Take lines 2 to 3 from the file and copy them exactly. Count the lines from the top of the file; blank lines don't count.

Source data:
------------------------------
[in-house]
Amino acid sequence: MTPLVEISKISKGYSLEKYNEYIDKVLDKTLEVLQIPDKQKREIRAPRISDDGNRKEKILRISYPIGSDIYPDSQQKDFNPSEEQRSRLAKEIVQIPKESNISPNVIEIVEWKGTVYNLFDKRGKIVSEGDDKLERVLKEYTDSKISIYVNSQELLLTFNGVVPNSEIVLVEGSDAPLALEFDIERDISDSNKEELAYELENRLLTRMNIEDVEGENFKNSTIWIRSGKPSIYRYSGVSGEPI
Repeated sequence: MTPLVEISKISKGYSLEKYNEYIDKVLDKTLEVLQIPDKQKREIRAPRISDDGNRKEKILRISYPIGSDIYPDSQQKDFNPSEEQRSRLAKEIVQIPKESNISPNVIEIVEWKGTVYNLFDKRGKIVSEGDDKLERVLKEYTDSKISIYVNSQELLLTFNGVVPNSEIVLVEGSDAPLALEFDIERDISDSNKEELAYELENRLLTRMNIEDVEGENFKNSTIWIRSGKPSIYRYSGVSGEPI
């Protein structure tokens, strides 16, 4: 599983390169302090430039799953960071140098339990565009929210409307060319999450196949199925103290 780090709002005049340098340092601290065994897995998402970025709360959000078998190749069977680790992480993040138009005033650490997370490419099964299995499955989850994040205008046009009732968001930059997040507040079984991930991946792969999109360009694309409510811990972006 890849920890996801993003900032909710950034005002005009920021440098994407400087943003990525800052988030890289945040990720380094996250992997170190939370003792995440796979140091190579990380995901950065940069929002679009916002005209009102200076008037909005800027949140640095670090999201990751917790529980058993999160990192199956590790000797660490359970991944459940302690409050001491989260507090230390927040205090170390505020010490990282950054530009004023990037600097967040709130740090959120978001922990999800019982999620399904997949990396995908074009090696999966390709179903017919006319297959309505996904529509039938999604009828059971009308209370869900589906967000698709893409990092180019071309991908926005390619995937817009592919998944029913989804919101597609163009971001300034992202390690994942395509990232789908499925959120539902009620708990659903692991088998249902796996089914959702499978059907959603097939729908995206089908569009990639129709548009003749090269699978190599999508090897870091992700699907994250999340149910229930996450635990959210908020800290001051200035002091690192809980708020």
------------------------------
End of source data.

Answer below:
Amino acid sequence: MTPLVEISKISKGYSLEKYNEYIDKVLDKTLEVLQIPDKQKREIRAPRISDDGNRKEKILRISYPIGSDIYPDSQQKDFNPSEEQRSRLAKEIVQIPKESNISPNVIEIVEWKGTVYNLFDKRGKIVSEGDDKLERVLKEYTDSKISIYVNSQELLLTFNGVVPNSEIVLVEGSDAPLALEFDIERDISDSNKEELAYELENRLLTRMNIEDVEGENFKNSTIWIRSGKPSIYRYSGVSGEPI
Repeated sequence: MTPLVEISKISKGYSLEKYNEYIDKVLDKTLEVLQIPDKQKREIRAPRISDDGNRKEKILRISYPIGSDIYPDSQQKDFNPSEEQRSRLAKEIVQIPKESNISPNVIEIVEWKGTVYNLFDKRGKIVSEGDDKLERVLKEYTDSKISIYVNSQELLLTFNGVVPNSEIVLVEGSDAPLALEFDIERDISDSNKEELAYELENRLLTRMNIEDVEGENFKNSTIWIRSGKPSIYRYSGVSGEPI